Pat and Robin are planning to open a brand-new cannabis store on Bank Street. They have applied for all the permits and licences that are required to sell their product legally, and expect to receive approval in the next couple of months. They have leased a storefront, and are renovating it right now to have the right “vibe” and to be functional for their staff and their customers in six weeks. The tables and chairs should be arriving soon, right after the walls are painted in the owners’ favourite colours.
In the meantime, they want to plan out their Management Information Systems and the underlying technology needed in the store. They figure they will need 4 desktop Point-of-Sale computers for staff at the fixed customer service stations spread around the store, and a tablet computer for each employee walking the floor, greeting and advising customers. They would also like to provide wireless access for their customers while they are in the store. Neither Pat nor Robin has any skills at setting up software or hardware – they regret not taking that MIS course in university a few years ago. Robin does have a sibling, Alex, who did some programming recently and is familiar with the Agile approach – Alex would be available to offer some help to prepare the systems to get the store up and running. However, Alex will be off to university overseas soon and would not be available once the store opens and the sales operations starts up.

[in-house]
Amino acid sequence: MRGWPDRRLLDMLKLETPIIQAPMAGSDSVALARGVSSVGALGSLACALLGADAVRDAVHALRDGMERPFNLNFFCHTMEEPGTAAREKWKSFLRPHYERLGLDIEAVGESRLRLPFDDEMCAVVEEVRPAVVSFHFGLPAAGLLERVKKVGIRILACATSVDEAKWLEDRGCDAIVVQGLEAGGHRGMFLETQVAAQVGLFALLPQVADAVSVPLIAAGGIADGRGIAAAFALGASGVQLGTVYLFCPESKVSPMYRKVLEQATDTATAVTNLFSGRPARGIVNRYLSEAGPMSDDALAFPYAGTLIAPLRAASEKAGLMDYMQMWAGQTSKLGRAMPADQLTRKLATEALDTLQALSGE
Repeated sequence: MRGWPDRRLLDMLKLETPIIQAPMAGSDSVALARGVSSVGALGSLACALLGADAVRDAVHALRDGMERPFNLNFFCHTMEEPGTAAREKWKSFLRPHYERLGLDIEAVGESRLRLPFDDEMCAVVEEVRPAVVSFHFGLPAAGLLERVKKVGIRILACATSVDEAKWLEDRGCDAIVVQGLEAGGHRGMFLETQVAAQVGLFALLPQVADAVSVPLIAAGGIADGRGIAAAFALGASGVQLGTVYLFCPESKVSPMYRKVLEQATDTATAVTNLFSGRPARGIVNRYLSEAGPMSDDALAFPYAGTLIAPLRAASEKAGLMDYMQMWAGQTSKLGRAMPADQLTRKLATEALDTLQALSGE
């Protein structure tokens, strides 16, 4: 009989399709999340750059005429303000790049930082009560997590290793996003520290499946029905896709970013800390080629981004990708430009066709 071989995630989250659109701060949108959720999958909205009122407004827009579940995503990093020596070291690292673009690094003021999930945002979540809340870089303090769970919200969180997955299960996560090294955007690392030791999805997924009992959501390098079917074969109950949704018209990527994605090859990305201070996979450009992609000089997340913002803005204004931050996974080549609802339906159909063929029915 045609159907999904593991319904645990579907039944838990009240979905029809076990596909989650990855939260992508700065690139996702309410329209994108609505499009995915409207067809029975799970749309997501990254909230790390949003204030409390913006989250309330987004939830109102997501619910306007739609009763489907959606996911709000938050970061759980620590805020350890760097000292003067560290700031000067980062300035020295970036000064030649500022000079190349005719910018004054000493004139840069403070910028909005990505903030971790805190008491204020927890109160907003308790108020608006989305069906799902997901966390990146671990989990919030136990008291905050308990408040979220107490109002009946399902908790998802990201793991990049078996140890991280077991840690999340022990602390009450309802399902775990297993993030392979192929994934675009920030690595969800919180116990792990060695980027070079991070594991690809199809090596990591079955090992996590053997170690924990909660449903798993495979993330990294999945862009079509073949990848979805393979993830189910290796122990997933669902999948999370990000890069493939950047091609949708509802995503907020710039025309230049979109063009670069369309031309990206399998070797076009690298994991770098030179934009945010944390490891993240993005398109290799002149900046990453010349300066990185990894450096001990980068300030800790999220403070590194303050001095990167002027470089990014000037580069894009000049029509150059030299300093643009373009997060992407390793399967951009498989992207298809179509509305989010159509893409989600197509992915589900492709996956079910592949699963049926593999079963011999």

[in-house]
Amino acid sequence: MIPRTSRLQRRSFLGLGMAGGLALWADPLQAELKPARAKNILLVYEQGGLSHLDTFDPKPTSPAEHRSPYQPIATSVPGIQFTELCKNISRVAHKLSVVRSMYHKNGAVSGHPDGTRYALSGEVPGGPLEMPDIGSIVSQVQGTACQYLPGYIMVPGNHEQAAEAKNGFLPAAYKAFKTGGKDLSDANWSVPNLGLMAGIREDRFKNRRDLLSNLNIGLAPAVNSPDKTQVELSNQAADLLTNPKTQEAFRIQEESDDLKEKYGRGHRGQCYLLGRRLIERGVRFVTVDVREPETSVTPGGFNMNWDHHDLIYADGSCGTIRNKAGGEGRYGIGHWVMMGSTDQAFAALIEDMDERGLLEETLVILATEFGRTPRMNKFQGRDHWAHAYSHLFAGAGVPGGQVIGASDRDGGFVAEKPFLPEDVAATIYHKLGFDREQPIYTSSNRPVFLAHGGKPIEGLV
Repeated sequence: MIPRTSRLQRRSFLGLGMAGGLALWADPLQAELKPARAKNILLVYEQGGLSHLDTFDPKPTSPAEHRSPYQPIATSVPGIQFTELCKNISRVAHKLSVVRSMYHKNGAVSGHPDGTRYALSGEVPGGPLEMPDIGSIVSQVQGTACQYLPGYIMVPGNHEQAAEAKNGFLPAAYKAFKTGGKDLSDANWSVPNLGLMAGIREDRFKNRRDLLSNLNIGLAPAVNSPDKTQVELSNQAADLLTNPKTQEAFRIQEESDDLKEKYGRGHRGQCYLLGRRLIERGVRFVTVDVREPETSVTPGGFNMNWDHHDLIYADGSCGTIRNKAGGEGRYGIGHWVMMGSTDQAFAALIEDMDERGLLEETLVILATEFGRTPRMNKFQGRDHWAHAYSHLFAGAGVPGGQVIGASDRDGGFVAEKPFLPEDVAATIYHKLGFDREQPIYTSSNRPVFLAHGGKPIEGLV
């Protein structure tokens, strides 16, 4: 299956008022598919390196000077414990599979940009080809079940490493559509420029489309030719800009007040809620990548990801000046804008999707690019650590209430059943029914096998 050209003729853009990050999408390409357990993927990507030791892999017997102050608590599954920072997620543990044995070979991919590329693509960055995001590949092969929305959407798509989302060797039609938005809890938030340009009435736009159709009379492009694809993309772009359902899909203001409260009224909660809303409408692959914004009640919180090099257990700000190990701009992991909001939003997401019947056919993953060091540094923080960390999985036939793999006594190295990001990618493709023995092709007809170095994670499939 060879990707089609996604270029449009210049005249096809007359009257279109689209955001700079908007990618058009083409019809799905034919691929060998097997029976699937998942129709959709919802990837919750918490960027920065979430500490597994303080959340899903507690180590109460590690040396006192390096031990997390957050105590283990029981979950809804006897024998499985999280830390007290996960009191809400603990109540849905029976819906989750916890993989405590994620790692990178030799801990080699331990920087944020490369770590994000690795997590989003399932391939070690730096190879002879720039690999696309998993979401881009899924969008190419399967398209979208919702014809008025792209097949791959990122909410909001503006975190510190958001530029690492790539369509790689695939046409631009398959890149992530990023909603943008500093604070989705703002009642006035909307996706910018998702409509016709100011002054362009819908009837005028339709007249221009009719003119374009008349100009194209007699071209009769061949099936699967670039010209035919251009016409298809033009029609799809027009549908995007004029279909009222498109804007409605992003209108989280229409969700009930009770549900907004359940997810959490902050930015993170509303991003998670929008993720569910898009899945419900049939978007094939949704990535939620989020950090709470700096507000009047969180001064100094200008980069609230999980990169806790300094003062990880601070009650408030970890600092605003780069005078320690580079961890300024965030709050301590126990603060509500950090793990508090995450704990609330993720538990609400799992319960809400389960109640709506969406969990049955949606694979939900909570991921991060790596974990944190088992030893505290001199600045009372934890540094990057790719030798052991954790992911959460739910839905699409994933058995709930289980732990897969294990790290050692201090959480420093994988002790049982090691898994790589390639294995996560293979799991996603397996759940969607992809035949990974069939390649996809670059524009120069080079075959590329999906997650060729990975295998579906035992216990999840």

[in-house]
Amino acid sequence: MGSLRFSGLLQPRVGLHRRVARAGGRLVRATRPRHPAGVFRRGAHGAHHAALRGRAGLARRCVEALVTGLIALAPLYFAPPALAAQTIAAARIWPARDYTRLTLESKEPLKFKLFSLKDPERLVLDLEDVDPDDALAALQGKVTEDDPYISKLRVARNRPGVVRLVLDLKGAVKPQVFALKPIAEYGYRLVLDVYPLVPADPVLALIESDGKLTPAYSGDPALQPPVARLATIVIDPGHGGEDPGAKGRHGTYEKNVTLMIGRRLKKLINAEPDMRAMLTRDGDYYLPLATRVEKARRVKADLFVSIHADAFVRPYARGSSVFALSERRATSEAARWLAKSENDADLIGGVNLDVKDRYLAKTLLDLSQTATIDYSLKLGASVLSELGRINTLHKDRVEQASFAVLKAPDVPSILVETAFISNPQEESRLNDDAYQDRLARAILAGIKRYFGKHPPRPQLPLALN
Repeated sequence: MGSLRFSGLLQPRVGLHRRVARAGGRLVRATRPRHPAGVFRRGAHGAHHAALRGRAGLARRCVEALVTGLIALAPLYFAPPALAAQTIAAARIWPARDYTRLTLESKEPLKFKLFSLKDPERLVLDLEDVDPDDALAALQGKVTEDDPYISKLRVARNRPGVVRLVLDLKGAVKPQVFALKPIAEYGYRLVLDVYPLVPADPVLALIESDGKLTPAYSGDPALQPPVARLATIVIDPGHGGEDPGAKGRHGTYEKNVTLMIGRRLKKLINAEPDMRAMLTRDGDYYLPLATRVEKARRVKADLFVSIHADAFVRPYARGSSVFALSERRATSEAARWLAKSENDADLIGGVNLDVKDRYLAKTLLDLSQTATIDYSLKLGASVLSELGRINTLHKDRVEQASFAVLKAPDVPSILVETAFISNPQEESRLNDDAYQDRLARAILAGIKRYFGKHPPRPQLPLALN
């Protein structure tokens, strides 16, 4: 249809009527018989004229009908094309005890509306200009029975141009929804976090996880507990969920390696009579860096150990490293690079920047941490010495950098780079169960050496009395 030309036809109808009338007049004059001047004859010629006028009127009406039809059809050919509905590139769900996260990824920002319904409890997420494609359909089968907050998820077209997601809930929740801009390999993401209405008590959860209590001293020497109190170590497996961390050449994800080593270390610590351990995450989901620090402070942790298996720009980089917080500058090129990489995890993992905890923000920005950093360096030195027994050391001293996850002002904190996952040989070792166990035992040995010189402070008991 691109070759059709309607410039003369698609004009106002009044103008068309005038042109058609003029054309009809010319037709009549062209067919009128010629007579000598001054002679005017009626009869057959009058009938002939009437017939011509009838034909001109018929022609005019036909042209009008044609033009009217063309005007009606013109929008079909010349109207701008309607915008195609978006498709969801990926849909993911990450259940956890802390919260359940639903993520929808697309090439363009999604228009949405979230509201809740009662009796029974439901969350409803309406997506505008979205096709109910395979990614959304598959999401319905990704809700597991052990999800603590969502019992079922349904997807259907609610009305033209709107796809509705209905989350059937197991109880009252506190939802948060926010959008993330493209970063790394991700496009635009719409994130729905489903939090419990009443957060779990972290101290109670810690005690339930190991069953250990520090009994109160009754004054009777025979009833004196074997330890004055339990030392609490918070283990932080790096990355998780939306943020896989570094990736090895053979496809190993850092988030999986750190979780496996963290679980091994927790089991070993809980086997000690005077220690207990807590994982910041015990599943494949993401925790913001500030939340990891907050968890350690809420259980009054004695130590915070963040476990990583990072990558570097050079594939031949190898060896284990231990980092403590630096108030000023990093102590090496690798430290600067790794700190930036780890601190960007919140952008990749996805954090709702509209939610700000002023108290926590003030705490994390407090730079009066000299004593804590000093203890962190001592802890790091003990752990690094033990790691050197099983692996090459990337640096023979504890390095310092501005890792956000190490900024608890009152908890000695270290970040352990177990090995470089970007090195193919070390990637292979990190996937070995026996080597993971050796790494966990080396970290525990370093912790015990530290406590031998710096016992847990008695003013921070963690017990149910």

1. Databases: a) Name 2 Master and 1 Transactional databases (not a database type or data mart or data warehouse) Pat and Robin would need to run their store, and briefly describe them. (2 marks)
2.Databases: b) For each of the 2 Master and 1 Transactional databases you listed in the previous question, list 4 typical data elements (fields) they would require in each (2 marks)
3. Databases: c) For each of the 2 Master and 1 Transactional databases you listed in the earlier question, identify the primary key, the secondary and the foreign key (if any) for each of the three databases. (2 marks)
4.Privacy and Security: a) Name one significant data privacy issue that the cannabis store will have to deal with, and how to mitigate the issue. (2 marks)
5.Privacy and Security: b) Name one significant data security issue that the cannabis store will have to deal with, and how to mitigate the issue. (2 marks)
6. Business Analytics: a) Once the shop has been running for a while, provide one specific example of management information you would want to see using Descriptive Analytics and specify the data source(s) and how you would obtain the information. (2 marks)
7.Business Analytics: b) Once the shop has been running for a while, provide one specific example of management information you would want to see using Prescriptive Analytics and specify the data source(s) and how you would obtain the information. (2 marks)
8.Networking and Communications: a) How would you connect the 4 fixed Point-of-Sale desktop computers to the local server in the back of the store for the staff to use? Justify your answer. (2 marks)